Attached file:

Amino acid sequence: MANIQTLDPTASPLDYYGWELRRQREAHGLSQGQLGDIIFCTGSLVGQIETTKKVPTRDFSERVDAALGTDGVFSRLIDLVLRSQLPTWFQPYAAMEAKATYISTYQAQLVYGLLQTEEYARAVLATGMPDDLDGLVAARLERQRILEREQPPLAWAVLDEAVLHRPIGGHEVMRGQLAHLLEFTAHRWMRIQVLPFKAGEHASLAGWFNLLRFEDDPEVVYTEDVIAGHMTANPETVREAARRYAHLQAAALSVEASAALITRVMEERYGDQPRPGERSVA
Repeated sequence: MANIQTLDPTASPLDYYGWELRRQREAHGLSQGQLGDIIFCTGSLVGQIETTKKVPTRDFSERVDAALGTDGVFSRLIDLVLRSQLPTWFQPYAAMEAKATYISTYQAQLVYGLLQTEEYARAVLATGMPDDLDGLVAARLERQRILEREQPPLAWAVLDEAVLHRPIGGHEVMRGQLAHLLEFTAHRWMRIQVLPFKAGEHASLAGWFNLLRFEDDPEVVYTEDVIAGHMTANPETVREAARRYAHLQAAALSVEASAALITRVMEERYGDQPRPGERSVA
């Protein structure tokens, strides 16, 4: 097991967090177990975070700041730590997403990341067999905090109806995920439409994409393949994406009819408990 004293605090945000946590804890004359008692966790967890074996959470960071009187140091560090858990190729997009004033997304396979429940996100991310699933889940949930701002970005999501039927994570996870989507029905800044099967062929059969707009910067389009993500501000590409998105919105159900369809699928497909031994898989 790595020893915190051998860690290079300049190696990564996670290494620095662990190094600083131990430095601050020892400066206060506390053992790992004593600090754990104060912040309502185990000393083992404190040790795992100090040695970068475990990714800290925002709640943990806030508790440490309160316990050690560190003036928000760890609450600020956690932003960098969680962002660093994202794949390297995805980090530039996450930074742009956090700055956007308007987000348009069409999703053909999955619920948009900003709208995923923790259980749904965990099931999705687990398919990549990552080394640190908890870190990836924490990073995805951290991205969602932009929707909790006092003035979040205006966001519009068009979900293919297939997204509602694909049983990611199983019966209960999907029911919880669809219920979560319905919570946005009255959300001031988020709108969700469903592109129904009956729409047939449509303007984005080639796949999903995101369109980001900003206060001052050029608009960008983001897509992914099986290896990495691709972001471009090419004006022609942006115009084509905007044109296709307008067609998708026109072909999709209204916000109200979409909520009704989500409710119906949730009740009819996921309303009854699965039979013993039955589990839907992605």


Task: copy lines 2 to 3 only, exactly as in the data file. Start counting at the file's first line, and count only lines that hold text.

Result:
Repeated sequence: MANIQTLDPTASPLDYYGWELRRQREAHGLSQGQLGDIIFCTGSLVGQIETTKKVPTRDFSERVDAALGTDGVFSRLIDLVLRSQLPTWFQPYAAMEAKATYISTYQAQLVYGLLQTEEYARAVLATGMPDDLDGLVAARLERQRILEREQPPLAWAVLDEAVLHRPIGGHEVMRGQLAHLLEFTAHRWMRIQVLPFKAGEHASLAGWFNLLRFEDDPEVVYTEDVIAGHMTANPETVREAARRYAHLQAAALSVEASAALITRVMEERYGDQPRPGERSVA
């Protein structure tokens, strides 16, 4: 097991967090177990975070700041730590997403990341067999905090109806995920439409994409393949994406009819408990 004293605090945000946590804890004359008692966790967890074996959470960071009187140091560090858990190729997009004033997304396979429940996100991310699933889940949930701002970005999501039927994570996870989507029905800044099967062929059969707009910067389009993500501000590409998105919105159900369809699928497909031994898989 790595020893915190051998860690290079300049190696990564996670290494620095662990190094600083131990430095601050020892400066206060506390053992790992004593600090754990104060912040309502185990000393083992404190040790795992100090040695970068475990990714800290925002709640943990806030508790440490309160316990050690560190003036928000760890609450600020956690932003960098969680962002660093994202794949390297995805980090530039996450930074742009956090700055956007308007987000348009069409999703053909999955619920948009900003709208995923923790259980749904965990099931999705687990398919990549990552080394640190908890870190990836924490990073995805951290991205969602932009929707909790006092003035979040205006966001519009068009979900293919297939997204509602694909049983990611199983019966209960999907029911919880669809219920979560319905919570946005009255959300001031988020709108969700469903592109129904009956729409047939449509303007984005080639796949999903995101369109980001900003206060001052050029608009960008983001897509992914099986290896990495691709972001471009090419004006022609942006115009084509905007044109296709307008067609998708026109072909999709209204916000109200979409909520009704989500409710119906949730009740009819996921309303009854699965039979013993039955589990839907992605």